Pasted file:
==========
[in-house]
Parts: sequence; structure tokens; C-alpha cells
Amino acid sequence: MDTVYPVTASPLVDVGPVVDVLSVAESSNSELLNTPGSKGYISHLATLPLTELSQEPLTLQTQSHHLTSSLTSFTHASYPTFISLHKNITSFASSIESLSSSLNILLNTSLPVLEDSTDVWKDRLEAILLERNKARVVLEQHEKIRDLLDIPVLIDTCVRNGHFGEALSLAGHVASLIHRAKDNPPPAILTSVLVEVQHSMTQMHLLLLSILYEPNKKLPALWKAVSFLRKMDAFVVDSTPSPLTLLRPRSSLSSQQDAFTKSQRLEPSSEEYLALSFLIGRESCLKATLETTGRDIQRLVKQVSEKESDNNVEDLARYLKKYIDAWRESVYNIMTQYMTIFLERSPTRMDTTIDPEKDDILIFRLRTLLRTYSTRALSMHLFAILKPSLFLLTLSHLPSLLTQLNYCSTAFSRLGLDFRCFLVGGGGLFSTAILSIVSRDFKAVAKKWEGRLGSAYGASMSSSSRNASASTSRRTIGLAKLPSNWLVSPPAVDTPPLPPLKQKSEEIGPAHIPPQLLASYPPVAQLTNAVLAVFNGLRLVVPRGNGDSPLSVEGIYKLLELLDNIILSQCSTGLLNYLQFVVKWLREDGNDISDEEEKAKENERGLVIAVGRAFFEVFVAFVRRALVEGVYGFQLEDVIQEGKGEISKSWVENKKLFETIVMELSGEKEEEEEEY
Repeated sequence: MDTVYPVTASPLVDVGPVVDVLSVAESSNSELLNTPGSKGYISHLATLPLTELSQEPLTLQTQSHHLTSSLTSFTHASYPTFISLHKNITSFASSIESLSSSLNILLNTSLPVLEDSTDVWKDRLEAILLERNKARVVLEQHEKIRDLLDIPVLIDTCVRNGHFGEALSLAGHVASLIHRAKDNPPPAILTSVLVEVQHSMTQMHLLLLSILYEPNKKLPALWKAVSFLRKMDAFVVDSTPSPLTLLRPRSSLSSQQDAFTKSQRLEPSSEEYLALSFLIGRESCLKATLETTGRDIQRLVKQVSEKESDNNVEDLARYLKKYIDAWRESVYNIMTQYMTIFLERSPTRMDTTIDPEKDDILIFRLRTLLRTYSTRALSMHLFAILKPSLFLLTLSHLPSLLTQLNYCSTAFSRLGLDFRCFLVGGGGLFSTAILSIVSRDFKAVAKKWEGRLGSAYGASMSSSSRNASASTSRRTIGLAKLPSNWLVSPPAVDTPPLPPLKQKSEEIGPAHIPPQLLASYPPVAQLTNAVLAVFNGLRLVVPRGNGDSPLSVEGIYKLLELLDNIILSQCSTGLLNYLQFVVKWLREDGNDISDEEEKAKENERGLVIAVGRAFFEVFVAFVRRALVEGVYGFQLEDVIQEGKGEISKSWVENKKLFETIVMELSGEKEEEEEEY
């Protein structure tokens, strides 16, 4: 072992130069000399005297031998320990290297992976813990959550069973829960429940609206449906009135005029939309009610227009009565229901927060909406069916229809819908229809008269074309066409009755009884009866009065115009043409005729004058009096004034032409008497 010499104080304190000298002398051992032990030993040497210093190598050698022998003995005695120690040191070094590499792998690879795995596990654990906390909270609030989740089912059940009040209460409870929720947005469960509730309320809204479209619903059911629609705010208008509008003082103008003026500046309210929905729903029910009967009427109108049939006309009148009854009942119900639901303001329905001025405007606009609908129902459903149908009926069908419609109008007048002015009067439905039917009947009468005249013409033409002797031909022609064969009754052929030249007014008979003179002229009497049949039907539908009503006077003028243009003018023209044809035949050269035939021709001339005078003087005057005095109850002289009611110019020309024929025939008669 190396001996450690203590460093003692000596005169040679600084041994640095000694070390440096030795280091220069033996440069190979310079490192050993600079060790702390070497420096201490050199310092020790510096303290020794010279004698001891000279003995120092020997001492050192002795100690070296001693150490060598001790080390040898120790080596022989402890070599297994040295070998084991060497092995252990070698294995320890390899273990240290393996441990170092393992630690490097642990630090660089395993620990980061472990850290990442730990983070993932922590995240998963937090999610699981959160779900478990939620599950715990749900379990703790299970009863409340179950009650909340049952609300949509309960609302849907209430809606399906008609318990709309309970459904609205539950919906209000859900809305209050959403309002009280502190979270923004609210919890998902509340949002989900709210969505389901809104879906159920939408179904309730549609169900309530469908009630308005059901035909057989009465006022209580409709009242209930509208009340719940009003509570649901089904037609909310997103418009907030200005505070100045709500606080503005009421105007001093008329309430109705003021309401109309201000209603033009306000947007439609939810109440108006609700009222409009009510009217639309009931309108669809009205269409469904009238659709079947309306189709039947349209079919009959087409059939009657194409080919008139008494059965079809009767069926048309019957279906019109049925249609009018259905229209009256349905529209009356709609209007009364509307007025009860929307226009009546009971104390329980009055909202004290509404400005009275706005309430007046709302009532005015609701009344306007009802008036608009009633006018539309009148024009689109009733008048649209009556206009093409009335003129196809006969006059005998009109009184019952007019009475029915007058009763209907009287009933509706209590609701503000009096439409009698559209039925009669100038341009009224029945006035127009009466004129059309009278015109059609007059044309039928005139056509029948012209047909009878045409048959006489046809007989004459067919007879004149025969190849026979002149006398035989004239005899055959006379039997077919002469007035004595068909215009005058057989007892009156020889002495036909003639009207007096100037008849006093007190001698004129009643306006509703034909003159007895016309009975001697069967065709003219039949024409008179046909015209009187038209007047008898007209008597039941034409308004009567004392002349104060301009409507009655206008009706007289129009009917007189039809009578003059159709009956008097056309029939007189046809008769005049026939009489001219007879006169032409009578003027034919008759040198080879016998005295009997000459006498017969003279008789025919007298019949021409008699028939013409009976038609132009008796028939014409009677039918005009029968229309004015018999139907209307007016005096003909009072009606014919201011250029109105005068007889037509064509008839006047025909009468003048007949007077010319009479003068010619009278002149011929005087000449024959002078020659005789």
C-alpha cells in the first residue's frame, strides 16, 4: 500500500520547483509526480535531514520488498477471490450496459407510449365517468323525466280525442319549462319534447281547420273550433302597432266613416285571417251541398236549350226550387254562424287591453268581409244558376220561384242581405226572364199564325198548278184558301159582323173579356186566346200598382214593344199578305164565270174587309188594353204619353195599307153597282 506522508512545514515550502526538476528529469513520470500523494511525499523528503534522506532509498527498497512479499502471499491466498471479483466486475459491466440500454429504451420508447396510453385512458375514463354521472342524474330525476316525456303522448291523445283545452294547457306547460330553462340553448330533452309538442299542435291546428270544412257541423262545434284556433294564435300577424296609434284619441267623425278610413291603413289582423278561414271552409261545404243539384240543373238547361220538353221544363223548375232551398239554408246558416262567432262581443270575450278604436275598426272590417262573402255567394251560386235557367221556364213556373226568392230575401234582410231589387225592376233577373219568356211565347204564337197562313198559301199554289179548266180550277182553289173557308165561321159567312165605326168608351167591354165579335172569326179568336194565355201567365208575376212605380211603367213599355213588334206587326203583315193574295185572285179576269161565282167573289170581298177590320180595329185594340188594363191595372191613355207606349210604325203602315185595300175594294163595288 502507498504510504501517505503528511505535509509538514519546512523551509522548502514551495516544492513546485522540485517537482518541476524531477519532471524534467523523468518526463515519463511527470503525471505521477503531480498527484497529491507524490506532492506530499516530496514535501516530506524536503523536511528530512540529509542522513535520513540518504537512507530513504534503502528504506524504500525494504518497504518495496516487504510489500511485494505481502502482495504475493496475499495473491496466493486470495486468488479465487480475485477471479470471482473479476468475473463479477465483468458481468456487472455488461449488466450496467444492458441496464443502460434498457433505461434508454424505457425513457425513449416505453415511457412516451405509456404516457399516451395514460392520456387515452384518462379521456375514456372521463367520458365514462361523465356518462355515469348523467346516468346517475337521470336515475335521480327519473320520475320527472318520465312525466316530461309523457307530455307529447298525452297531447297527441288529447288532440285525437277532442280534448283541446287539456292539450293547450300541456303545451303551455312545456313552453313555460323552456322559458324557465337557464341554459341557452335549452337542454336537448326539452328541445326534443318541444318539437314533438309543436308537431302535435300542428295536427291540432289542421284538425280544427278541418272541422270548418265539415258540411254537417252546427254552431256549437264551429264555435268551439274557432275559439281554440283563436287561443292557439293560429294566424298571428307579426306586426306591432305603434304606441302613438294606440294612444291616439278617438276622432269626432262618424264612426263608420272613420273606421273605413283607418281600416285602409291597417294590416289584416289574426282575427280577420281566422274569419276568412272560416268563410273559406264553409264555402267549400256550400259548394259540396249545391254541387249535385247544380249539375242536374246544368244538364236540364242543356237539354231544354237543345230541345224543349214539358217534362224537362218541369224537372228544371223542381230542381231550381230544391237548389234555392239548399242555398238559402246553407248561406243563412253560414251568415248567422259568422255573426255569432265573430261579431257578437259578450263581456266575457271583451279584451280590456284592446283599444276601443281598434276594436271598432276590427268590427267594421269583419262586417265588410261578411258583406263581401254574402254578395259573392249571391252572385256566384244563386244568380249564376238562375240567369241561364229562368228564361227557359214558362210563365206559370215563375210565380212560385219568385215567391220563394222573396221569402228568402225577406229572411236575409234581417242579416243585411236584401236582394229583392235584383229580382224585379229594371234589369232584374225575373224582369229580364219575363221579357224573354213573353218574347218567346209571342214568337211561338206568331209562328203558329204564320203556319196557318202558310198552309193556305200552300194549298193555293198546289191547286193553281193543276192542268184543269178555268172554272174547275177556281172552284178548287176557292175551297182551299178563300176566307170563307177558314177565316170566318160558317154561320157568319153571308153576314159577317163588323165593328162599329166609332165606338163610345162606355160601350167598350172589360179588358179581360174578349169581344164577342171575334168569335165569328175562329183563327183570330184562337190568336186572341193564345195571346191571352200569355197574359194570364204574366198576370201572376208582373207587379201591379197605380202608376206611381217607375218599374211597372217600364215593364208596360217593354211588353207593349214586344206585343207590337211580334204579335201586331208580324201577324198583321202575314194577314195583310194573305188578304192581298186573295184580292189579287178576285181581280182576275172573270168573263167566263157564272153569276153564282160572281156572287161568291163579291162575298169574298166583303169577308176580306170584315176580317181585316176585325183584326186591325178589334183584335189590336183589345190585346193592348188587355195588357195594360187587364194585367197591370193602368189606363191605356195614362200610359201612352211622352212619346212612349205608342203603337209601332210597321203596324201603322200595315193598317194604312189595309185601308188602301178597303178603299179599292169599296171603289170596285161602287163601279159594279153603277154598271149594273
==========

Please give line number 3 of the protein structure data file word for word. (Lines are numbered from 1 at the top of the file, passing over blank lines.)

Amino acid sequence: MDTVYPVTASPLVDVGPVVDVLSVAESSNSELLNTPGSKGYISHLATLPLTELSQEPLTLQTQSHHLTSSLTSFTHASYPTFISLHKNITSFASSIESLSSSLNILLNTSLPVLEDSTDVWKDRLEAILLERNKARVVLEQHEKIRDLLDIPVLIDTCVRNGHFGEALSLAGHVASLIHRAKDNPPPAILTSVLVEVQHSMTQMHLLLLSILYEPNKKLPALWKAVSFLRKMDAFVVDSTPSPLTLLRPRSSLSSQQDAFTKSQRLEPSSEEYLALSFLIGRESCLKATLETTGRDIQRLVKQVSEKESDNNVEDLARYLKKYIDAWRESVYNIMTQYMTIFLERSPTRMDTTIDPEKDDILIFRLRTLLRTYSTRALSMHLFAILKPSLFLLTLSHLPSLLTQLNYCSTAFSRLGLDFRCFLVGGGGLFSTAILSIVSRDFKAVAKKWEGRLGSAYGASMSSSSRNASASTSRRTIGLAKLPSNWLVSPPAVDTPPLPPLKQKSEEIGPAHIPPQLLASYPPVAQLTNAVLAVFNGLRLVVPRGNGDSPLSVEGIYKLLELLDNIILSQCSTGLLNYLQFVVKWLREDGNDISDEEEKAKENERGLVIAVGRAFFEVFVAFVRRALVEGVYGFQLEDVIQEGKGEISKSWVENKKLFETIVMELSGEKEEEEEEY